The lost colony on Roanoke Island



Sir Walter Ralegh was rather a poser, and a dandy. He was the man who according to legend got into the Queen Elizabeth’s good books when they first met by laying his plush new cloak over a puddle so that she would not wet her feet as she crossed the muddy road; in the town of Raleigh in North Carolina there is a motel called The Velvet Cloak. It was said at one point that he had spent 6,000 gold pieces on his shoes alone. But he was also a visionary who organized the world’s first scientific expedition, and he laid the foundations of the British Empire.

In April 1584 Ralegh sent off an expedition of two small ships to look for a site where he could settle an English colony in America. They found a fine place on Roanoke Island off the coast of what is now North Carolina, where the sailors got on well with the natives (although one of the captains, Arthur Barlowe, was smitten by the chief’s wife, and was most dissappointed that unlike most of the others women, she covered her chest with ‘a long cloke of leather’).

Roanoke Island village

Barlowe brought back to England two of the natives from Roanoke, one of whom, Manteo, became a great hit at court, which was good for Ralegh’s status. Meanwhile a clever polymath called Thomas Harriot began to compile a phrase-book in the Algonquin language. Harriot taught Manteo English, and in exchange learned about the language and customs of the Algonquin.

Settlers arriving on Roanoke island

In 1585 the Queen knighted her favourite, and in April Sir Walter Ralegh sent off five ships from Plymouth with several hundred people on board, hoping to evade the Spanish and make new lives in the new world, which was named Virginia, in honour of Elizabeth, “the Virgin Queen”. They met with various adventures on the way, but by the end of August the last ship had sailed for home and 107 colonists were left to fend for themselves.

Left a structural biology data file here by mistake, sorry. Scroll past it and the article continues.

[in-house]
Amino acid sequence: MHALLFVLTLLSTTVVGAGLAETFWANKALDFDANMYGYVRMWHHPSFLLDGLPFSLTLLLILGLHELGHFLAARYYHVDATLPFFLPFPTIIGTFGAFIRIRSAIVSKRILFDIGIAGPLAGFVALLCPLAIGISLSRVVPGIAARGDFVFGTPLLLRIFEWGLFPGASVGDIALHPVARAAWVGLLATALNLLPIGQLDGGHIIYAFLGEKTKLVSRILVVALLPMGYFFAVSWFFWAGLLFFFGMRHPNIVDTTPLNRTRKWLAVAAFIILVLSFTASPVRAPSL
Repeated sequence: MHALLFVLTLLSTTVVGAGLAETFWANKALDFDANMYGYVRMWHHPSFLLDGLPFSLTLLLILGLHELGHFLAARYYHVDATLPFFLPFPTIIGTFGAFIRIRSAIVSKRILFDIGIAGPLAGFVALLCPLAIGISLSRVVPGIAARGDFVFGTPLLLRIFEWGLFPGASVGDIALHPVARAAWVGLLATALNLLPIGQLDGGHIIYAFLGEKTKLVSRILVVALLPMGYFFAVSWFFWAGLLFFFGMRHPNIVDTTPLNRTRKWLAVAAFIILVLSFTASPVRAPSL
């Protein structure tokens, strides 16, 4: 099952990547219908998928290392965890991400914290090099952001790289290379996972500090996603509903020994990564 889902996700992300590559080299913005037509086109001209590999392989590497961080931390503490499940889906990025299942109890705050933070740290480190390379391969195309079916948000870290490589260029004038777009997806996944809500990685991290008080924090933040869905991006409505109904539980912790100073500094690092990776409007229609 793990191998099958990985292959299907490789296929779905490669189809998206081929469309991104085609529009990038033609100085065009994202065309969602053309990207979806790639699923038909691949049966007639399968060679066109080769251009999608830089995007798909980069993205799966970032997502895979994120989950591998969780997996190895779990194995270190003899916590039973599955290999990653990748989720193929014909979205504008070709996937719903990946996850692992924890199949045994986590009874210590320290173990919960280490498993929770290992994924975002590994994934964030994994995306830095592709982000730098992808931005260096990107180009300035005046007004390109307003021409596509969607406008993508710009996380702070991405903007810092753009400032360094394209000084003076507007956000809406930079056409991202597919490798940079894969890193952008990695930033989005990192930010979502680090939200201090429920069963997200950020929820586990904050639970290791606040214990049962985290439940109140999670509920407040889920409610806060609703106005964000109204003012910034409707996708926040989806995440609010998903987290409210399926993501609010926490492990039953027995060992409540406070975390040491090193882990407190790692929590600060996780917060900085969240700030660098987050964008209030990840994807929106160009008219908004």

Sir Walter Ralegh

Along with the sailors, soldiers and farmers, Ralegh had sent the scientist Thomas Harriot and the artist John White. White had started life as a miniaturist, but moved on to use watercolours, which was revolutionary among serious artists. He had his first chance to go abroad with Martin Frobisher in 1577, and his earliest surviving paintings show skin-clad Eskimos paddling kayaks through the ice-floes. These paintings were what persuaded Ralegh to send him to Roanoke.

Thomas Harriot

Thomas Harriot was an extraordinary character. A close contemporary of Francis Bacon, he was less of a philosopher and much more of a hands-on scientist and mathematician. he studied at Oxford and was installed by Walter Ralegh as his mathematical tutor at Durham House on the Strand; Harriot’s job was to teach Ralegh’s sailors navigational science. Ralegh sent him as surveyor to Roanoke in 1585, and he surveyed the area around the new colony – presumably with a theodolite; he produced a remarkably accurate map, and in 1588 published A Brief and True Report of the new-found Land of Virginia. This little book described the native customs of farming, foods, animals and plants.

Drawing of the iguana by John White

Meanwhile, White sketched all these things in pencil – an early devotee of the new technology from the Lake District – and then painted them in a beautiful coloured detail. These were the first pictures seen outside America of flamingos, iguanas and other weird and wonderful things. Most important of all, though, he sketched and painted people.

Algonquin Indians